Jason Resnick:                   Yeah. There was one tipping point where the company I was working for in 2002, they essentially lost it. It was a large firm that put all their eggs in .com explosion market and I was working for them for about two and a half years. I saw the company go from about 600 people to 2,500 people. By the time it was my turn, there was like 400 people left in the company. I was like "Hey, I got the skill set, I've been doing freelancing on the side, let me ... this is it. This is my opportunity." I was in my early 20s so no responsibility, no family, no mortgage. I was just like "Hey, let me give this a go." I found that the skill set wasn't the problem, but as you said, I needed to get the money, I needed to do the sales, the marketing, all businessy type things which was a shock for me. I had no idea how to do any of that stuff, at least not in a professional way. I saw how other people were doing it, but I wasn't trained in that sort of thing.

Jason Resnick:                   It was about two years into that I wound up saying "Okay, I need to pay rent. I need food." So I had to go get another job, but I went back with the idea that I'm here to learn all those businessy type things. That was really the eye opening part for me to really figure out how I could run the business that I want to run, but be able to have predictable income, do the sales, do the marketing, do the administrative work essentially all by myself.

Steve Folland:                    So you were freelance, but then you went back in house in order to learn how to be more sufficient?

Jason Resnick:                   Yes.

Steve Folland:                    From a business point of view when you were freelance again. What were the main things that you think you picked up that made a difference?

Jason Resnick:                   Oh a lot in sales. As someone who has introverted tendencies, I'm not gonna knock on doors, I'm not gonna pick up a phone and randomly call numbers. It's not gonna happen, but I wanted to try to figure out. "Okay, this is the sales process. You get a lead in, you have x number of calls or x number of emails, those kind of things, and then you go to a contract, and then you sign the contract, and then you on board them. This is an evolving thing over a number of years that I've not just learned and saw how other people were doing it, but how that would work for me and how it felt natural for me. That took a long time. I went in there with the idea of talking with sales and marketing teams, befriending people, and asking a lot of questions in and around that stuff and trying to figure out "How can I use this for myself?"

Jason Resnick:                   Learning also a lot about profits and revenue and budgets and things like that that I wanted to know because I wanted to be sustainable, I didn't want to face that same dilemma again where like, "Hey, I need to eat and I need to pay rent." So that was, it was an education over ... I would say about a good four and a half year period before I decided to go out on my own. This time, it was essentially my own terms.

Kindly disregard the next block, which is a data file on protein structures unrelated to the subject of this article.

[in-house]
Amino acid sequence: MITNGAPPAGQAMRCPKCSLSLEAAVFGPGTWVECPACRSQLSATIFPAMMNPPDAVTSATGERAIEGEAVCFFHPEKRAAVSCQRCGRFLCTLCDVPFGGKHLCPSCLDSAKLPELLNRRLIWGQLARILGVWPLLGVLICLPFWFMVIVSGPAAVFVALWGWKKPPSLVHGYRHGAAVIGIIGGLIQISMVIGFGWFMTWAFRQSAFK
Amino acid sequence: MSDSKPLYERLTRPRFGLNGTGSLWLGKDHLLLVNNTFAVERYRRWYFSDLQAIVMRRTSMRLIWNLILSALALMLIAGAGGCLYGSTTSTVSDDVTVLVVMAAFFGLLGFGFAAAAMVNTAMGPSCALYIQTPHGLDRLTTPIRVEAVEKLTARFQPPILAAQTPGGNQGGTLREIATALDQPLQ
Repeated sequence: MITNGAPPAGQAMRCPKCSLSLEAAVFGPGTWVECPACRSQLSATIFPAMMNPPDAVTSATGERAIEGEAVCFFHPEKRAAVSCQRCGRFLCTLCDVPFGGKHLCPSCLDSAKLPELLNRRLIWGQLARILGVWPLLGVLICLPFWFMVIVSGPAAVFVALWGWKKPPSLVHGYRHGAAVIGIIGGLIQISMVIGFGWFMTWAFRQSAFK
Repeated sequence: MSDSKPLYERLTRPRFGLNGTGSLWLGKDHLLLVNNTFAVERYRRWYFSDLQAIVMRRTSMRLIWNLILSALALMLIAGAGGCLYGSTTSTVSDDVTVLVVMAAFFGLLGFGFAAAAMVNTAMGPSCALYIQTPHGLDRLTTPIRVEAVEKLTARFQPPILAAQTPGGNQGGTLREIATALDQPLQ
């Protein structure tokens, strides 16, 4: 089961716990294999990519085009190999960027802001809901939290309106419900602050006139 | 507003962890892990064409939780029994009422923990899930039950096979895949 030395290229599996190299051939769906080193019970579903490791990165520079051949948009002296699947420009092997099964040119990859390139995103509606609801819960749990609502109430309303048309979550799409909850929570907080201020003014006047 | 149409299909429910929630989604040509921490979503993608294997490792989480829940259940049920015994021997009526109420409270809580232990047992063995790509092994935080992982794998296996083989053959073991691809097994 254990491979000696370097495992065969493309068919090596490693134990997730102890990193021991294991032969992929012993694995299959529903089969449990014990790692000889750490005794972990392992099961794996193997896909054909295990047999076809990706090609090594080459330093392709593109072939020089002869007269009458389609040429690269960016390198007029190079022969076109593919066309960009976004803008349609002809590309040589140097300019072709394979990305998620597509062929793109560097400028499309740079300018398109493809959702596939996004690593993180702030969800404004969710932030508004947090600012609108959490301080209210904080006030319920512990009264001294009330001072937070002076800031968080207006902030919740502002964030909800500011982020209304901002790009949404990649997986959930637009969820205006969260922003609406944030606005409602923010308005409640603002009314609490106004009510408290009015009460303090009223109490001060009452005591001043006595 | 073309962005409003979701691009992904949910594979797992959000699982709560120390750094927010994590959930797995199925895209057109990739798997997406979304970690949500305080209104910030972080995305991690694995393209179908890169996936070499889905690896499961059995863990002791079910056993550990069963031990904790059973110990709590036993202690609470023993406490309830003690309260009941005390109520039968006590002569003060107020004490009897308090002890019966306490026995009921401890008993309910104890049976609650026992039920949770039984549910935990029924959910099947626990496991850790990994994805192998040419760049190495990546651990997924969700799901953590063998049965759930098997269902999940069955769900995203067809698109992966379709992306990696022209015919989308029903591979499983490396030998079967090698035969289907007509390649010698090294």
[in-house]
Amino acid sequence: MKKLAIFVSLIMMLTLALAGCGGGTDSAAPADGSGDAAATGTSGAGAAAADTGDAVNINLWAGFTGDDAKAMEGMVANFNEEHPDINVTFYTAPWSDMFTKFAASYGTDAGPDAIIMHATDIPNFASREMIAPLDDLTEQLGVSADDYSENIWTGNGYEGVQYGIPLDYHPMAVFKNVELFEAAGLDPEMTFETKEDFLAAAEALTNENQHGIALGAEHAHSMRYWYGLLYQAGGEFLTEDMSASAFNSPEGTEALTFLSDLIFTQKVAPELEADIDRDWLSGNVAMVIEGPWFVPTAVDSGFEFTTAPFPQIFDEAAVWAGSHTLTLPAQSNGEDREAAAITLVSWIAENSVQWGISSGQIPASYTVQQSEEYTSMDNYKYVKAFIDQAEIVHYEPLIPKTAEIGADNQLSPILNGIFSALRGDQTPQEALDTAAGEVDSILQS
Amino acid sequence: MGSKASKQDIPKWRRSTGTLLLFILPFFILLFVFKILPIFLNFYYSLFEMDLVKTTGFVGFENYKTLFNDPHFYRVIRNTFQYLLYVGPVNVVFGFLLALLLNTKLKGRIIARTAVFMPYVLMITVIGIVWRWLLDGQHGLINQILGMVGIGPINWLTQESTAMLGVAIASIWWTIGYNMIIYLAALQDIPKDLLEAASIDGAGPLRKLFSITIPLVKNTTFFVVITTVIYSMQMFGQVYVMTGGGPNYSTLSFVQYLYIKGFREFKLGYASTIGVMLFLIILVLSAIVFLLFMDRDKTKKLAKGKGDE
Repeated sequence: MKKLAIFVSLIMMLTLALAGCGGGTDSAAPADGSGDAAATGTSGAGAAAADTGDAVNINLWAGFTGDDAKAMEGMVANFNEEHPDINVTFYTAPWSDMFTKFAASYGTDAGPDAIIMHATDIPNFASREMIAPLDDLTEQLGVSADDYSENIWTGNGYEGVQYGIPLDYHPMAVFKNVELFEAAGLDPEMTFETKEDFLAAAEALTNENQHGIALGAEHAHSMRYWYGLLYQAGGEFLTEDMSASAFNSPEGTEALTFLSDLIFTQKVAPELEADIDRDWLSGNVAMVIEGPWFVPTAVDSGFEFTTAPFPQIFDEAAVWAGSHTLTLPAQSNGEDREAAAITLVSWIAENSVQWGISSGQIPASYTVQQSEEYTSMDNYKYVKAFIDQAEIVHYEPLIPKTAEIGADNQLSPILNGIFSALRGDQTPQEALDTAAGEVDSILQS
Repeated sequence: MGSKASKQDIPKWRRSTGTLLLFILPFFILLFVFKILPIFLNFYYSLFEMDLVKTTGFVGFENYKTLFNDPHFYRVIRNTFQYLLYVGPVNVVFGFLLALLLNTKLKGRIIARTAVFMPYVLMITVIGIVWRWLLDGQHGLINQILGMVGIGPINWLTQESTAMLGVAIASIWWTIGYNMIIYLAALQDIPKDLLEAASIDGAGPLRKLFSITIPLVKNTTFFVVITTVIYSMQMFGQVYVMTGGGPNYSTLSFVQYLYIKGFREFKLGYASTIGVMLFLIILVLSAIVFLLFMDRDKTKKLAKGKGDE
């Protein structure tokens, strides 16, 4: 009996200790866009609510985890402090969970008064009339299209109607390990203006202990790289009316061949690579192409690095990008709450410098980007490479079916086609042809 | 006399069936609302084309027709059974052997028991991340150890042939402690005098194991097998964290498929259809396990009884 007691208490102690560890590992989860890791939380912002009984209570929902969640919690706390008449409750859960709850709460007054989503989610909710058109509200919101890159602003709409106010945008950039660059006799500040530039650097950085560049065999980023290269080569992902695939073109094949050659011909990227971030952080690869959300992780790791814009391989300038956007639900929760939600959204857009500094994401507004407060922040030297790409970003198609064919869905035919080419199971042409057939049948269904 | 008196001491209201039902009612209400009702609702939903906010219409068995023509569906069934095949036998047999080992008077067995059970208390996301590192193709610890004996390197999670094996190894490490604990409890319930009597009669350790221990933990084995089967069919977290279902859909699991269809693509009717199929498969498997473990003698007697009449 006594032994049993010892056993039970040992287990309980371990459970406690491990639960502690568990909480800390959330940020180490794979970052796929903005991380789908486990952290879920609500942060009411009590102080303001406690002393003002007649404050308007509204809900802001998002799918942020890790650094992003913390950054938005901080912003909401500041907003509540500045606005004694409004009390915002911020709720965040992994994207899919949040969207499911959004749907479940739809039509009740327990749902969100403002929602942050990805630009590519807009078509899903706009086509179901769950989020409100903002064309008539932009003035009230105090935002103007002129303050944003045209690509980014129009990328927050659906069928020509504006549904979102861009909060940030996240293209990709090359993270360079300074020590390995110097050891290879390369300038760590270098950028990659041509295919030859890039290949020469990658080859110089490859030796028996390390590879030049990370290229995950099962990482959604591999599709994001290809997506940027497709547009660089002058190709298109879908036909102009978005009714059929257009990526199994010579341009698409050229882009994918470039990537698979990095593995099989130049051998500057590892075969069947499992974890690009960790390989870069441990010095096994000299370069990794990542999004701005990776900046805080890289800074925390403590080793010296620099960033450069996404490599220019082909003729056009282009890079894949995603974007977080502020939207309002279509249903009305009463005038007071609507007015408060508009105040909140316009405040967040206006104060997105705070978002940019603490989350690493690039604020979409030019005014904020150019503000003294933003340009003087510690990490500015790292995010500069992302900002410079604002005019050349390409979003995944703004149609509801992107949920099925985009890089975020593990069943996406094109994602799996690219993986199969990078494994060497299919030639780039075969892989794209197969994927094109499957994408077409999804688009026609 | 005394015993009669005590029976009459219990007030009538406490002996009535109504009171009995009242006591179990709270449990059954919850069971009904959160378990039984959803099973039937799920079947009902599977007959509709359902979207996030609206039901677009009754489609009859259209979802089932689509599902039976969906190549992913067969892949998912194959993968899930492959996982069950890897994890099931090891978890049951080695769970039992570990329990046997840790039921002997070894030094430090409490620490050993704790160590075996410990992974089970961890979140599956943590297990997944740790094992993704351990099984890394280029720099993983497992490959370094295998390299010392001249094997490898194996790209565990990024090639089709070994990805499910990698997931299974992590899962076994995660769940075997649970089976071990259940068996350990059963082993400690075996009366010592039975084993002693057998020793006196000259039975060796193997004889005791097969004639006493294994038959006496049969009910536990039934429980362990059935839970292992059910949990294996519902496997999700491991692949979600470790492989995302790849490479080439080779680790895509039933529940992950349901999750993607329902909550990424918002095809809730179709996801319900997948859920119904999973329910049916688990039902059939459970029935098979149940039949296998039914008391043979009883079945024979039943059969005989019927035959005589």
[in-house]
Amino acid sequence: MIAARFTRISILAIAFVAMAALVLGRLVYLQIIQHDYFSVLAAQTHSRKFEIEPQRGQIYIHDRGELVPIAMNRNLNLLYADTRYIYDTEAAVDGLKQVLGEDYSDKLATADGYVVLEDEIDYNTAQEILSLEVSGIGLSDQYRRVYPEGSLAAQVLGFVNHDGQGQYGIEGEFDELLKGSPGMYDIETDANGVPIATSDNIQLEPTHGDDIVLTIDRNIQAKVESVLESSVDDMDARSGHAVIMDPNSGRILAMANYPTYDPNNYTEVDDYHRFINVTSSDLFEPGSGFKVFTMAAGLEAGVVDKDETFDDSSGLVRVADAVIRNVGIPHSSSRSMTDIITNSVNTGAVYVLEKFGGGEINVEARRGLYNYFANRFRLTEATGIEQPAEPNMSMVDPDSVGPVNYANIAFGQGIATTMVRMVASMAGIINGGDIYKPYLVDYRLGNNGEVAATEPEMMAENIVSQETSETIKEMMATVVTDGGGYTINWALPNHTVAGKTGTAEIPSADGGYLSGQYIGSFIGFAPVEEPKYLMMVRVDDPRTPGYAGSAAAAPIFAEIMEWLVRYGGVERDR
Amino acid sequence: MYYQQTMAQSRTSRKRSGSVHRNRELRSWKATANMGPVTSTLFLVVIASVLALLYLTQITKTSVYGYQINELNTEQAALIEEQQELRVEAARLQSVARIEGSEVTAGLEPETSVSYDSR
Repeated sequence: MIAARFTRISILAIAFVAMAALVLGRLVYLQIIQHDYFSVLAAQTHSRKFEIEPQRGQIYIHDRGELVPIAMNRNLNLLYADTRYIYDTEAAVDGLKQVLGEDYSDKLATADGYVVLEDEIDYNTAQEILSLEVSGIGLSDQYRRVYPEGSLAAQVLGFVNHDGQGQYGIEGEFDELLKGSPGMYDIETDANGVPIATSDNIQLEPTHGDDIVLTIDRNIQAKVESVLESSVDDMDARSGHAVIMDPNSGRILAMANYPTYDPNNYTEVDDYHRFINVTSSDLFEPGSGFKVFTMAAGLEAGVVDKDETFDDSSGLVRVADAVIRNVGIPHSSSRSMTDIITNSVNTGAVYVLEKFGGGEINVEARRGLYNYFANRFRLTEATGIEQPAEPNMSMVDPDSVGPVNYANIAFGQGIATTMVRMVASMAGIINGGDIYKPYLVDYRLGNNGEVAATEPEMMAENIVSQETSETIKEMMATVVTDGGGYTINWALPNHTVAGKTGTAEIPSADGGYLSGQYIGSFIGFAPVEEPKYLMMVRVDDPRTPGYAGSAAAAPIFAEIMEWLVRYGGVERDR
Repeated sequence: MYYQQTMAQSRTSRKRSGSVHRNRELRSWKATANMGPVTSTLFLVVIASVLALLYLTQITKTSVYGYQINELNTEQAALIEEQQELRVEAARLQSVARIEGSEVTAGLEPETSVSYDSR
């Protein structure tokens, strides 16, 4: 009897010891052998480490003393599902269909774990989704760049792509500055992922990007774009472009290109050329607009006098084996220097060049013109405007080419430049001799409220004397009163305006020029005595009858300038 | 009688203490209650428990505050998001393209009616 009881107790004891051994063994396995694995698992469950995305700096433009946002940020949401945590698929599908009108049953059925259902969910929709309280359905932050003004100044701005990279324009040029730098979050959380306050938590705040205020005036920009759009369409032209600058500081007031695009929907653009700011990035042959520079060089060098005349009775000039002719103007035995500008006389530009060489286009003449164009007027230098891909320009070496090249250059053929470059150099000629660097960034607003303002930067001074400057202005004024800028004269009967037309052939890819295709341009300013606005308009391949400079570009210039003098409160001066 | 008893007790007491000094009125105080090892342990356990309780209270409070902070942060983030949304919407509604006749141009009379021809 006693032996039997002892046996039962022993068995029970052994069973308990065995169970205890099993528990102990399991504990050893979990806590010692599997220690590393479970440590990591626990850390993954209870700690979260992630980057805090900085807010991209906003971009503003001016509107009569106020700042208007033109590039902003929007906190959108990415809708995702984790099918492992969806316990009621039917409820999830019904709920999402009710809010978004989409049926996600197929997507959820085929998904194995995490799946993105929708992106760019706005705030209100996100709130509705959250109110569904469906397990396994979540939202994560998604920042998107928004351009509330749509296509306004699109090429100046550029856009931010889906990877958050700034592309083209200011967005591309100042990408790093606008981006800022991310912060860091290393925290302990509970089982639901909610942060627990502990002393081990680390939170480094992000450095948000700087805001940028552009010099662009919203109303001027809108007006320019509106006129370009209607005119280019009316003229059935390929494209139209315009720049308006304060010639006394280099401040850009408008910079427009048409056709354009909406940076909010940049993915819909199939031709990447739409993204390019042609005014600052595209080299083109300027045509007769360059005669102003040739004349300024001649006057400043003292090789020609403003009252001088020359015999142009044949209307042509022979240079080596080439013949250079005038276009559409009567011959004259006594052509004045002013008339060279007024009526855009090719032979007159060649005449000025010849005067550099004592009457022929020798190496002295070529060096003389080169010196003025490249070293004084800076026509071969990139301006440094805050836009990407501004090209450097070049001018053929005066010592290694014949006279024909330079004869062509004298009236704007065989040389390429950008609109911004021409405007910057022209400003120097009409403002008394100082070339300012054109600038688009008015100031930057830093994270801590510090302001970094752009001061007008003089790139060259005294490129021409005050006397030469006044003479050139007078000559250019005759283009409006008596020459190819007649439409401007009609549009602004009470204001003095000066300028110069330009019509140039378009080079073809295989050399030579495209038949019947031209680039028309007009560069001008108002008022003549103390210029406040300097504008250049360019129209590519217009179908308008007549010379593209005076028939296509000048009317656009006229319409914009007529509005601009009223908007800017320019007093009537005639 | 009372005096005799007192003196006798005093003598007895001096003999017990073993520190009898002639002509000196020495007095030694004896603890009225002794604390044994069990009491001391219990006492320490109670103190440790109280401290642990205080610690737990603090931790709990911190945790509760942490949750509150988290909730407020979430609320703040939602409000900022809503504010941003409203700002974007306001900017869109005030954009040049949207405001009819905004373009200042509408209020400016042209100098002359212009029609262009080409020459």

Steve Folland:                    Yeah, so second time around, what year was that? 2000 ... I'm doing the math now.

Jason Resnick:                   2010.

Steve Folland:                    So it's 2010 and you're like "Right. This time I'm doing it on my own terms." How did you go out and get those clients? Was there something that you were doing in advance?

Jason Resnick:                   In part, yes. As I said, I was doing it on the side along the whole time and I was basically waking up, going to work at 7:30, eight o'clock in the morning, coming home at five, having dinner, and starting up again at six and working until three, 3:30 in the morning. It was getting to a point where I was just like "Okay, I need sleep. I really am tired and I can't keep doing this and burning the candle at both ends," and that's when I was like "Okay, I'm gonna go out and give myself a birthday gift and I'm gonna quit by that day.

Jason Resnick:                   I was getting clients not just through word of mouth, because I was actually building in my own word of mouth referral email systems. Basically just reaching out to past clients and leads and things like that, but also I was ... I'm a developer, so I had built in systems into my business that would essentially alert me when there were opportunities online that would come up, but I didn't necessarily have to be there, so things on Twitter or even in Craigslist, things like that where certain key words would be posted in an ad, I would get an alert about it. On that time, it was my phone. I still use that same system, but I tried to figure out a way to, as I said earlier, learn sales the proper way, but try to make it my own.

Jason Resnick:                   Again, I'm not going to go knock on doors. It's not my style, it's not my thing. So sales for me now essentially is a part of that sales system, that automated system that does searches along the internet for certain things, but it's also building relationships and networking, especially with vendors of platforms and tools that I use and their support teams. These are things that I use for my clients all day long and every day, things are bound to happen and I'll reach out to support. As a by-product of that, that wasn't planned, but when their customers reach out to them with customization and things, they're not gonna do that, but if I'm on that person's radar through support and they know that. "Hey, Jason keeps popping up everywhere and he's asking intelligent questions and he's doing some things. Maybe he can help this customer.